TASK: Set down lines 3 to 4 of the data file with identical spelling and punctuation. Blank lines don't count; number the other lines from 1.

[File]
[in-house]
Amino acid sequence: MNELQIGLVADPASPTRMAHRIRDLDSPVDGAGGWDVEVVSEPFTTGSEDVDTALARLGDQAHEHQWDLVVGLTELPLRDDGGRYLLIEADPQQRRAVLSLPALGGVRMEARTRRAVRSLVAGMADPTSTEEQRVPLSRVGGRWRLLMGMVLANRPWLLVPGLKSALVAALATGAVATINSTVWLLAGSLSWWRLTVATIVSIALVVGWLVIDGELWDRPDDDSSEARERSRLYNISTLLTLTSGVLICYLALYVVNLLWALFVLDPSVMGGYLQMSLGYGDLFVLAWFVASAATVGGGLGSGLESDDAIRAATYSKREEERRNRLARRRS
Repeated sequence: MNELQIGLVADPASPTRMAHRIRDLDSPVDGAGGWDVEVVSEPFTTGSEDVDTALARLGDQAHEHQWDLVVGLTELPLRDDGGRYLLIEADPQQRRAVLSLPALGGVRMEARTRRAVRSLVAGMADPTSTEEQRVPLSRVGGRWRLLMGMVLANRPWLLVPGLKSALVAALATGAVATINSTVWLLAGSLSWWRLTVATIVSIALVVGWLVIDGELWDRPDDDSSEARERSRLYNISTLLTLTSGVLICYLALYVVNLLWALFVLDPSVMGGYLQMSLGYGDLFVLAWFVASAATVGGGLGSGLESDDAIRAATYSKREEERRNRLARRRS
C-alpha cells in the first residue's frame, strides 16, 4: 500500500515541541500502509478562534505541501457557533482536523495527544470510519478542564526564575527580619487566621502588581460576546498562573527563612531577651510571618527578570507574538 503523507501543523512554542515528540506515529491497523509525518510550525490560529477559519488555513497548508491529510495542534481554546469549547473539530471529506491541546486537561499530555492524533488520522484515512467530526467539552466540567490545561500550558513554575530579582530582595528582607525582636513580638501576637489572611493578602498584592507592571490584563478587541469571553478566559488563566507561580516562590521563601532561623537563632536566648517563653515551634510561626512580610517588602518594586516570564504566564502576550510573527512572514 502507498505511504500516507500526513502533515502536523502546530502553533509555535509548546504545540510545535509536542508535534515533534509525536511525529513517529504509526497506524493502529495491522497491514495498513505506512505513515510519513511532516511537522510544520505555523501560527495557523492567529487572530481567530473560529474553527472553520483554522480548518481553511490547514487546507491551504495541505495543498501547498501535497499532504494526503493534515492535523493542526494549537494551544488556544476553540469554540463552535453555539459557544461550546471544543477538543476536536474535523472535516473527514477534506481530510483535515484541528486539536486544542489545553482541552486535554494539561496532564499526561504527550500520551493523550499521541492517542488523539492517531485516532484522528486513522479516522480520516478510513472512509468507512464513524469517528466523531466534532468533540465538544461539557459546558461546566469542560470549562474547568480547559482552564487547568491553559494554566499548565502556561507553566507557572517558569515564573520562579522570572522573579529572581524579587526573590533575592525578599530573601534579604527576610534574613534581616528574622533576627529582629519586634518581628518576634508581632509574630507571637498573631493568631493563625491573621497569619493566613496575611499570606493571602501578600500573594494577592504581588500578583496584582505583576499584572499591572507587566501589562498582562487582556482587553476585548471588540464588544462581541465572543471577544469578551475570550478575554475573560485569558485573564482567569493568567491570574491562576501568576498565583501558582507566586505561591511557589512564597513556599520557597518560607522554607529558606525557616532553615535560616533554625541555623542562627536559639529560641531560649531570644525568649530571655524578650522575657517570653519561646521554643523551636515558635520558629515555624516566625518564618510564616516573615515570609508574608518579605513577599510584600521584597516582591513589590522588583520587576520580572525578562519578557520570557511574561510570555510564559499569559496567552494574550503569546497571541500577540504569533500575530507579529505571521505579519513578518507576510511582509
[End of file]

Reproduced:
Repeated sequence: MNELQIGLVADPASPTRMAHRIRDLDSPVDGAGGWDVEVVSEPFTTGSEDVDTALARLGDQAHEHQWDLVVGLTELPLRDDGGRYLLIEADPQQRRAVLSLPALGGVRMEARTRRAVRSLVAGMADPTSTEEQRVPLSRVGGRWRLLMGMVLANRPWLLVPGLKSALVAALATGAVATINSTVWLLAGSLSWWRLTVATIVSIALVVGWLVIDGELWDRPDDDSSEARERSRLYNISTLLTLTSGVLICYLALYVVNLLWALFVLDPSVMGGYLQMSLGYGDLFVLAWFVASAATVGGGLGSGLESDDAIRAATYSKREEERRNRLARRRS
C-alpha cells in the first residue's frame, strides 16, 4: 500500500515541541500502509478562534505541501457557533482536523495527544470510519478542564526564575527580619487566621502588581460576546498562573527563612531577651510571618527578570507574538 503523507501543523512554542515528540506515529491497523509525518510550525490560529477559519488555513497548508491529510495542534481554546469549547473539530471529506491541546486537561499530555492524533488520522484515512467530526467539552466540567490545561500550558513554575530579582530582595528582607525582636513580638501576637489572611493578602498584592507592571490584563478587541469571553478566559488563566507561580516562590521563601532561623537563632536566648517563653515551634510561626512580610517588602518594586516570564504566564502576550510573527512572514 502507498505511504500516507500526513502533515502536523502546530502553533509555535509548546504545540510545535509536542508535534515533534509525536511525529513517529504509526497506524493502529495491522497491514495498513505506512505513515510519513511532516511537522510544520505555523501560527495557523492567529487572530481567530473560529474553527472553520483554522480548518481553511490547514487546507491551504495541505495543498501547498501535497499532504494526503493534515492535523493542526494549537494551544488556544476553540469554540463552535453555539459557544461550546471544543477538543476536536474535523472535516473527514477534506481530510483535515484541528486539536486544542489545553482541552486535554494539561496532564499526561504527550500520551493523550499521541492517542488523539492517531485516532484522528486513522479516522480520516478510513472512509468507512464513524469517528466523531466534532468533540465538544461539557459546558461546566469542560470549562474547568480547559482552564487547568491553559494554566499548565502556561507553566507557572517558569515564573520562579522570572522573579529572581524579587526573590533575592525578599530573601534579604527576610534574613534581616528574622533576627529582629519586634518581628518576634508581632509574630507571637498573631493568631493563625491573621497569619493566613496575611499570606493571602501578600500573594494577592504581588500578583496584582505583576499584572499591572507587566501589562498582562487582556482587553476585548471588540464588544462581541465572543471577544469578551475570550478575554475573560485569558485573564482567569493568567491570574491562576501568576498565583501558582507566586505561591511557589512564597513556599520557597518560607522554607529558606525557616532553615535560616533554625541555623542562627536559639529560641531560649531570644525568649530571655524578650522575657517570653519561646521554643523551636515558635520558629515555624516566625518564618510564616516573615515570609508574608518579605513577599510584600521584597516582591513589590522588583520587576520580572525578562519578557520570557511574561510570555510564559499569559496567552494574550503569546497571541500577540504569533500575530507579529505571521505579519513578518507576510511582509